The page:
Rail operators across Europe, Asia and the US are suddenly rushing to deploy high-speed wireless in a bid to lure business passengers away from the airlines and reshape the industry’s typically staid image while they’re at it.

UK-based research group BWCS predicts that around 620 million people will be travelling on Wi-Fi-enabled trains by the end of next year and that some 17% of these passengers will dole out more than $400m to connect their laptops and hand-held gadgets.

One of the big drivers for Wi-Fi in trains is the belief amongst rail operators that many commuters, especially in Europe, would chose rail over air if they thought that they could work throughout the journey.

In fact the UK’s GNER recently reported that around a fifth of its customers who transferred their air tickets to rail did so because of access to Wi-Fi. And a BWCS survey from three years ago found that 72% of business travellers in the UK were going to switch to trains over planes conditional on Wi-Fi access being provided.

“My view is that this is going to become absolutely routine in absolutely every advanced city,” says Bruce McCabe, director of Australian technology analysts S2 Intelligence. “Within the next five years it will be an expectation in every city.”


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Earlier in the year UK-based transit communications firm Nomad – in partnership with cellular provider T-Mobile – installed its technology along the busy Heathrow Express line linking Central London to the airport.

This was the first real litmus test for Wi-Fi on commercial rail, and it showed that business travellers had a big demand for it. Several rail operators in England are now leading the way, with GNER recently reporting that it is the first operator to offer internet access on all of its trains. Rival Virgin has similar ambitions.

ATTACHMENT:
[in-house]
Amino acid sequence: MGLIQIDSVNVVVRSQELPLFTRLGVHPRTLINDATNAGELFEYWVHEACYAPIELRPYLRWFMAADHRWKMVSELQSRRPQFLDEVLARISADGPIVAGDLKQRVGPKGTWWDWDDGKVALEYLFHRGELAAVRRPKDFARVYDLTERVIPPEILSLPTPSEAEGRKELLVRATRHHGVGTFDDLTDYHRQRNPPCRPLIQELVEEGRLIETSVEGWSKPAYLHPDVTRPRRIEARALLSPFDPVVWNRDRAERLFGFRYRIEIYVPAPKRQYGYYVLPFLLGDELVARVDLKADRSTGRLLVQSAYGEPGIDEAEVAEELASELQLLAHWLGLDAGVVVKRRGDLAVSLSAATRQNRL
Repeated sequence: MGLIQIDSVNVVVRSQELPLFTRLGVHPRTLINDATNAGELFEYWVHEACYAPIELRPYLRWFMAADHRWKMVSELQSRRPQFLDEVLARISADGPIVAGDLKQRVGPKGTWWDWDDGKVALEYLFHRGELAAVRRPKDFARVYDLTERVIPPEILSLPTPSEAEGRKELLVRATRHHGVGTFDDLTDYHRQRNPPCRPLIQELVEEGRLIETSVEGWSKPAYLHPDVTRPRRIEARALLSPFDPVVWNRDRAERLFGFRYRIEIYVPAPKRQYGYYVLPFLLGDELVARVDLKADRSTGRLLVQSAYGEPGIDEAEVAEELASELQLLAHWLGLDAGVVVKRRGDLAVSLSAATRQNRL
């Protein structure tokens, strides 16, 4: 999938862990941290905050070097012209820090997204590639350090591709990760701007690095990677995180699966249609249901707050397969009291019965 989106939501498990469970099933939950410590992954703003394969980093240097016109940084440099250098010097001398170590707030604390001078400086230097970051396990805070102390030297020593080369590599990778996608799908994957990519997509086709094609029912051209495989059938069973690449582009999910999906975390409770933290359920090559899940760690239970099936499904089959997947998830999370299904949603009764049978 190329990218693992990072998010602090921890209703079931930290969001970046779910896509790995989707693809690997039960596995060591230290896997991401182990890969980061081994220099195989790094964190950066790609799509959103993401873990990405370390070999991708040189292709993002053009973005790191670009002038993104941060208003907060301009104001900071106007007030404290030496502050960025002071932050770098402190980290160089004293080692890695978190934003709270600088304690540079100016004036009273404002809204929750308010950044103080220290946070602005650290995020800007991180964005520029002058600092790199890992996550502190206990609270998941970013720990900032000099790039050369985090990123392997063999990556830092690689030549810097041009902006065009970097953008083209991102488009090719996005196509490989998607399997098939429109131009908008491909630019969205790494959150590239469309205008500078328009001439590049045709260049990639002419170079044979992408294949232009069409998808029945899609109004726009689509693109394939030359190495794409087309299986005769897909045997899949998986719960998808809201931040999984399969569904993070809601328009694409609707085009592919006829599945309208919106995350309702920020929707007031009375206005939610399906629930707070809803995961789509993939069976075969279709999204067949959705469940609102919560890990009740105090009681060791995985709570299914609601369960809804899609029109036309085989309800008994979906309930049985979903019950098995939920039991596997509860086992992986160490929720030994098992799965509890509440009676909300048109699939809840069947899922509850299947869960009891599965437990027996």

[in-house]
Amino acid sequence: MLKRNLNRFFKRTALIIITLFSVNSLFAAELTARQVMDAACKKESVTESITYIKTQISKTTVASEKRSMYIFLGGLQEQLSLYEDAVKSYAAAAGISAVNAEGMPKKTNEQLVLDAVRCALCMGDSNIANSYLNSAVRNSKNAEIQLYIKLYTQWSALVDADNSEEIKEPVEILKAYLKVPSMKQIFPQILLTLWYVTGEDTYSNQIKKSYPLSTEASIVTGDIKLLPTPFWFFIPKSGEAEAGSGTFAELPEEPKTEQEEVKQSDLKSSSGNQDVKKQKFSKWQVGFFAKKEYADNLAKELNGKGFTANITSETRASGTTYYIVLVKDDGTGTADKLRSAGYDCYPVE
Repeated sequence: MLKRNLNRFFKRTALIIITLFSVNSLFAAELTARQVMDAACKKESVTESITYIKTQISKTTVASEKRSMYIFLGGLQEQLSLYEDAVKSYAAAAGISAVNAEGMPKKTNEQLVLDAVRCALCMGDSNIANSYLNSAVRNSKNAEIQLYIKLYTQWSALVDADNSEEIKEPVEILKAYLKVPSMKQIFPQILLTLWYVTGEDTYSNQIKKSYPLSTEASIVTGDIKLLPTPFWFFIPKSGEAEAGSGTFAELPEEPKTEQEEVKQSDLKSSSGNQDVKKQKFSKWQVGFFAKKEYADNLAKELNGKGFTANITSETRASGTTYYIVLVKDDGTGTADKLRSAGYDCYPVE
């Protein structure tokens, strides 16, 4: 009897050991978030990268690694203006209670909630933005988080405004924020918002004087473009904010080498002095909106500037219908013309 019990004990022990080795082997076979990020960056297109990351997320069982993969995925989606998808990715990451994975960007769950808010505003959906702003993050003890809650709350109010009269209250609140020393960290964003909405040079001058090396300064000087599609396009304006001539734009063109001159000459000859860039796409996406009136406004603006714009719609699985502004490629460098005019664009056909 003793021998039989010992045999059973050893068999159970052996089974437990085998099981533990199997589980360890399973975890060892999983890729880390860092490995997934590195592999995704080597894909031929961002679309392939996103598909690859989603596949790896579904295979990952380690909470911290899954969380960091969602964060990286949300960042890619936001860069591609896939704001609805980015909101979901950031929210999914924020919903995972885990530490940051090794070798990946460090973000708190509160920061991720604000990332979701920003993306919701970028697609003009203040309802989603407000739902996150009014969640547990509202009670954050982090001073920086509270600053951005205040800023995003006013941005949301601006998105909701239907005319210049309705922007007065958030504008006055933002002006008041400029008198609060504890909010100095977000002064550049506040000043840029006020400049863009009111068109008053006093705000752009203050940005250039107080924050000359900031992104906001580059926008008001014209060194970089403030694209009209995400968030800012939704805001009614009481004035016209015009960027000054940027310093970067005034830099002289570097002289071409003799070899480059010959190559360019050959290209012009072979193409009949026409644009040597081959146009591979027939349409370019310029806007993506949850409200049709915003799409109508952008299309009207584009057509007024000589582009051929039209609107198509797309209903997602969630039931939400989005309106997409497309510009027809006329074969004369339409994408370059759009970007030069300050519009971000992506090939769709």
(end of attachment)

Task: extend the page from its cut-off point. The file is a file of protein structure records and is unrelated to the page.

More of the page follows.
“Around 620 million people will be travelling on Wi-Fi-enabled trains by 2009.”

Operators in Sweden and Holland are leading the way in mainland Europe, closely followed by Italy. France is in trial mode.

In the US, there have been several small-scale projects, especially on the west coast. These are expected to bloom into full-scale deployment. Nomad seems to be most active in this market.

And it is not only Europe and the US moving towards Wi-Fi. In Asia, Wi-Fi is well and truly up and running in the main metros of China, Japan, and Korea. Earlier this year Singapore’s Land Transport Authority issued an RFI for a Wi-Fi-based train-borne surveillance system and competition for that contract should be fierce.


Revenues from passenger connectivity charges are expected to grow exponentially. The UK’s GNER offers Wi-Fi free to its first class passengers while standard passengers pay from £2.95 for 30 minutes up to £9.95 for three hours.

S2 Intelligence’s McCabe says that the next stage of connectivity is for the provision of Wi-Fi networks that talk to each other “The UK in the next few years will move to the next level whereby a data conversation is being conducted somewhere and a user boards the train and keeps that conversation.

“GNER recently reported that it is the first operator to offer internet access on all of its trains.”

“It won’t just be about being connected, but the ability to handshake between networks.”